Texas sheriff opens investigation into DeSantis’ migrant flight to Martha’s Vineyard

Florida House Democrats also send letter objecting to spending

Gov. Ron DeSantis is still getting heat after transporting 50 Venezuelan migrants to Martha's Vineyard last week.

MIAMI – A Texas sheriff has opened an investigation into the circumstances surrounding Florida Gov. Ron DeSantis’ decision to fly a group of migrants from San Antonio to Martha’s Vineyard, the Bexar County agency tweeted Monday evening.

Javier Salazar, the sheriff of Bexar County, which includes San Antonio, held a news conference on the migrant flight Monday.

“The Bexar County Sheriff’s Office has opened an investigation into the migrants that were lured from the Migrant Resource Center, located in Bexar County, TX, and flown to Florida, where they were ultimately left to fend for themselves in Martha’s Vineyard, MA,” the Bexar County Sheriff’s Office tweeted. “Additionally, we are working with private attorneys who are representing the victims, as well as advocacy organizations regarding this incident.”

The agency said it is also “preparing to work with any federal agencies that have concurrent jurisdiction, should the need arise.”

Salazar is a Democrat, while DeSantis is a Republican.

Meanwhile, Florida House Democrats say the governor wasn’t playing by rules set forth in Florida’s budget when $12 million was allocated for migrant transports.

They sent a letter to the House speaker and budget chair raising an objection to the governor’s move Monday.

The funds were allocated to “facilitate the transport of unauthorized aliens from this state consistent with federal law, where ‘unauthorized alien’ means a person who is unlawfully present in the United States.”

Democratic lawmakers argue that the migrants were actually refugees and asylum seekers, who, according to federal law, may stay in the United States while the asylum process plays out.

“A vote for the budget is not a carte blanche,” Rep. Fentrice Driskell, D-Tampa, said. “(It’s not) approval of the governor to do whatever he wants.”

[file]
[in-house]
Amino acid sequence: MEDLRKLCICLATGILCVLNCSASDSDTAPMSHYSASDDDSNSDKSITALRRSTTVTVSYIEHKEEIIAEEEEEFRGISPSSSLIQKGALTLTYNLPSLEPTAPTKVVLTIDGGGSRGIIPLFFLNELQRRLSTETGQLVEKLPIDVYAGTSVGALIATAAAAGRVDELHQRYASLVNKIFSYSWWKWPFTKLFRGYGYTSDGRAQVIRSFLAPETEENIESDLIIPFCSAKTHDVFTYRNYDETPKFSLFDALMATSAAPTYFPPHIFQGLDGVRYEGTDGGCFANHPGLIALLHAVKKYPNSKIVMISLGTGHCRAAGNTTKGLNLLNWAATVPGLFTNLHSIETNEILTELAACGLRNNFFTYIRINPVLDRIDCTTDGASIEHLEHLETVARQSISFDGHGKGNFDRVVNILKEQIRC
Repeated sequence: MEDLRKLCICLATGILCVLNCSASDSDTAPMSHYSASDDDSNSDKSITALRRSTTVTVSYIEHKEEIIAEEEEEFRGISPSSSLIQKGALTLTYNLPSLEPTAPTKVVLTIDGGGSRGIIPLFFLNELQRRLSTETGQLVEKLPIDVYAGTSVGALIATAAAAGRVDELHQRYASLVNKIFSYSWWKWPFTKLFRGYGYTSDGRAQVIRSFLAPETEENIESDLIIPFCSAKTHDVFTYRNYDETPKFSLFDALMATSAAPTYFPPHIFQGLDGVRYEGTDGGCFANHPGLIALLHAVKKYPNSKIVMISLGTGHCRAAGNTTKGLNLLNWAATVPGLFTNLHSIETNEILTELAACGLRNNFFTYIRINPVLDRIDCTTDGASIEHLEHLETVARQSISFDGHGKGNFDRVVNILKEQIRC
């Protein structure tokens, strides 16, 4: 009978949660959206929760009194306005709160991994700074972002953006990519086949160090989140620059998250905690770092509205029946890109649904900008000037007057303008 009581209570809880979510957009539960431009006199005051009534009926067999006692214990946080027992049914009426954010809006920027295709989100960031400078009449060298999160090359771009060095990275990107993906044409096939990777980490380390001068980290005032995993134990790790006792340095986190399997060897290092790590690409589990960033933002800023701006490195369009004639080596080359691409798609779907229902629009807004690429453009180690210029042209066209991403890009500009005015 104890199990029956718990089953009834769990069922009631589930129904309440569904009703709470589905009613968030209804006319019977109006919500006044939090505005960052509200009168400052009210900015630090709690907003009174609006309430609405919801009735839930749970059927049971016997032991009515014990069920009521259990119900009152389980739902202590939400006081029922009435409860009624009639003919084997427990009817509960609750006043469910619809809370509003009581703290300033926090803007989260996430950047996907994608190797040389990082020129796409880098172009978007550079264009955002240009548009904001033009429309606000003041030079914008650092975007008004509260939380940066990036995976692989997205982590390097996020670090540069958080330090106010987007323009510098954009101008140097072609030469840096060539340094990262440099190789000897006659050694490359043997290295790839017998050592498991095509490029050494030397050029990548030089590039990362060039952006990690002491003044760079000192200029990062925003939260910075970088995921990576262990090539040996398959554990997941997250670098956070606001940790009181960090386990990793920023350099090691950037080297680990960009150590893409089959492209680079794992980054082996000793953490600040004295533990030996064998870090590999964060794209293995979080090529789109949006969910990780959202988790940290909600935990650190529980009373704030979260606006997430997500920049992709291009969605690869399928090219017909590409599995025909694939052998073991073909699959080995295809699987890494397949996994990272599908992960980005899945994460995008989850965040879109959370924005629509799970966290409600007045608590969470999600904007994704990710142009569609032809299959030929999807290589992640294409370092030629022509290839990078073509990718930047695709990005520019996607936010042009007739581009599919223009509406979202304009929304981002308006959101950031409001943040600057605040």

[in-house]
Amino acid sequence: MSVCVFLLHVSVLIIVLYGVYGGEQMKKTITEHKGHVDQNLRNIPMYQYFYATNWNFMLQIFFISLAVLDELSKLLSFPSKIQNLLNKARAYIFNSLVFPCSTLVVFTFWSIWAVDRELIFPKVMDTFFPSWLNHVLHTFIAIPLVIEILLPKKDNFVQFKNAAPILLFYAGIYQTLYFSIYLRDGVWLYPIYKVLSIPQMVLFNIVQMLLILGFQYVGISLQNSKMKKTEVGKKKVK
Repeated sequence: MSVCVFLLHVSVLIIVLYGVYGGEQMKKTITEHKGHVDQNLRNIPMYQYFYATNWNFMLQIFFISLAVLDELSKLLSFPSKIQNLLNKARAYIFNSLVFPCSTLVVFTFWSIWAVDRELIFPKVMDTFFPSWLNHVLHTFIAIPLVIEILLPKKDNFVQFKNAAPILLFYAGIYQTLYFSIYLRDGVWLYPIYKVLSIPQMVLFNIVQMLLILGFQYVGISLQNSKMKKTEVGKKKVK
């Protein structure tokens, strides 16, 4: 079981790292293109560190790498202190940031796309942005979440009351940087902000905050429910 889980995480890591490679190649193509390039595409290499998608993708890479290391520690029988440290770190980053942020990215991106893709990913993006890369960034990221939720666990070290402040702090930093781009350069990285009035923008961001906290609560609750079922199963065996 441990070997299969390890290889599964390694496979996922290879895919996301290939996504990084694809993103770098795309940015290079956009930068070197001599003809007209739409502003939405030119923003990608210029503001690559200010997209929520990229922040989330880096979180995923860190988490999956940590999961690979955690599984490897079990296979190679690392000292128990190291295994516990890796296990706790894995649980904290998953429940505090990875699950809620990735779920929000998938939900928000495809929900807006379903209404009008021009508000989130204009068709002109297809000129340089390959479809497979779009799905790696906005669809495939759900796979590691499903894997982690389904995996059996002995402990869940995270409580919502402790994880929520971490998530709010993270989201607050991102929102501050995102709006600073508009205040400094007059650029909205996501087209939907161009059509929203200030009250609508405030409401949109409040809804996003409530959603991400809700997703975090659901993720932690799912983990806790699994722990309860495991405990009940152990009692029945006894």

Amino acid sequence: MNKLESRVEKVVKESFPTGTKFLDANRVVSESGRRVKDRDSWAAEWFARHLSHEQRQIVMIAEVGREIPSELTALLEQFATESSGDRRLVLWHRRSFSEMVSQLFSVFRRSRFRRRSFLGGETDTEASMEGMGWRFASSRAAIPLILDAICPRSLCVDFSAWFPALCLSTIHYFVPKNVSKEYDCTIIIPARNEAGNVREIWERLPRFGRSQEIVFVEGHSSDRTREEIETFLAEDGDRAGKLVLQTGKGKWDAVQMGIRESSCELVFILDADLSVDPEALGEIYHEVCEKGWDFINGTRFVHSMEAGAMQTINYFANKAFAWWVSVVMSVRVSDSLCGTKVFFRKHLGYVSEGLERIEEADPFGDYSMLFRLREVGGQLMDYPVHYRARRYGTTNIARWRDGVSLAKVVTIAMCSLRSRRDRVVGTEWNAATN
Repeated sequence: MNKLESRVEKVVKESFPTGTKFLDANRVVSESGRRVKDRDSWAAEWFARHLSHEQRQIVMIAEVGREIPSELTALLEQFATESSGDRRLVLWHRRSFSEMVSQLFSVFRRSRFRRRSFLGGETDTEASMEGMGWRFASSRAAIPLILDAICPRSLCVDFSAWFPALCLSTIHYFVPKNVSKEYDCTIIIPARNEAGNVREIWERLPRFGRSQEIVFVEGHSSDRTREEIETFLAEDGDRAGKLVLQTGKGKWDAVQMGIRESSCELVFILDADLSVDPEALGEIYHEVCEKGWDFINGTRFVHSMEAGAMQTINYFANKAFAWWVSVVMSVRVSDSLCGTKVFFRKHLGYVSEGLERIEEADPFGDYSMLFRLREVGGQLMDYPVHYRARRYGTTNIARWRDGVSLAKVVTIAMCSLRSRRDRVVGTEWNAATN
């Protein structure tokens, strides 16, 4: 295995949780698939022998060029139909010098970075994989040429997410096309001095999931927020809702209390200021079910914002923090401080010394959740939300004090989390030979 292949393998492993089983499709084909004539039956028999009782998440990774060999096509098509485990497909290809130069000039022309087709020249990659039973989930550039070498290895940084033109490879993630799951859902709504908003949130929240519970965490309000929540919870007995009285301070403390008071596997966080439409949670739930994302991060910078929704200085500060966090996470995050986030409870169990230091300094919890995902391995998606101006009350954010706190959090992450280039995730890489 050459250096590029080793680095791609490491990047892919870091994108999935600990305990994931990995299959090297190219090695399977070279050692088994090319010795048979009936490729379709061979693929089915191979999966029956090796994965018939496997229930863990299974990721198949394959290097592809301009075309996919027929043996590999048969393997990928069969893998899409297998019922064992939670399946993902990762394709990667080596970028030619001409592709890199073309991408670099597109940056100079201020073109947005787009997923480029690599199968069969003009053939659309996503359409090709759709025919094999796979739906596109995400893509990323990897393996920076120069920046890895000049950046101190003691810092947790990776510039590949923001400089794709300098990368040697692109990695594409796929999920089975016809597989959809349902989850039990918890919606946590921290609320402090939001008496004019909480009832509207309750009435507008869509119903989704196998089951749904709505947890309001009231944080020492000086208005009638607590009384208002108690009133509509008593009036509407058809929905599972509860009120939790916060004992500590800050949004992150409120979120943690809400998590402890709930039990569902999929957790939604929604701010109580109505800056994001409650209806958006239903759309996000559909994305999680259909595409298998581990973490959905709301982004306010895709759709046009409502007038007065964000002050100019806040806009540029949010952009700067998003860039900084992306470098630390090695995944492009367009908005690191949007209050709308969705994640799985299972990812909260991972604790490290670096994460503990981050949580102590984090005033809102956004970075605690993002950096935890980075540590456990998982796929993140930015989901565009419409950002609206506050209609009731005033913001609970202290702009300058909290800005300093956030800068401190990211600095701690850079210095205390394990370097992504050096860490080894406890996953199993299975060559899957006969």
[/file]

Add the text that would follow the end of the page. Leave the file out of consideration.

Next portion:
Venezuelans have flooded out of the country to flee the Maduro regime.

The migrants were not in Florida except for a short plane stop on the way from Texas. The letter argues any intention they might have had to come to Florida is not enough reason to “intercept” them.

A senior official in the DeSantis administration spoke to Local 10 News reporter Glenna Milberg Monday, seeking to clarify issues related to the migrant flight.

That official said Venezuelan families were never promised jobs or housing. Rather, they were told that in Massachusetts, there might be many more resources for migrants.

He also said prior to getting on those flights, many of them were housed at a hotel for a couple of days, were given haircuts, allowed to rest and said several of the migrants then chose not to go to Massachusetts.

“Immigrants have been more than willing to leave Bexar County after being abandoned, homeless, and ‘left to fend for themselves,’” DeSantis’ Communications Director Taryn Fenski, said in a statement. “Florida gave them an opportunity to seek greener pastures in a sanctuary jurisdiction that offered greater resources for them, as we expected. Unless the MA national guard has abandoned these individuals, they have been provided accommodations, sustenance, clothing and more options to succeed following their unfair enticement into the United States, unlike the 53 immigrants who died in a truck found abandoned in Bexar County this June.”

The Bexar County sheriff is asking anyone who has been impacted or knows someone who has been impacted by the recent flight to email bcsotips@bexar.com.

About the Authors:

Glenna Milberg joined Local 10 News in September 1999 to report on South Florida's top stories and community issues. She also serves as co-host on Local 10's public affairs broadcast, "This Week in South Florida."

Chris Gothner joined the Local 10 News team in 2022 as a Digital Journalist.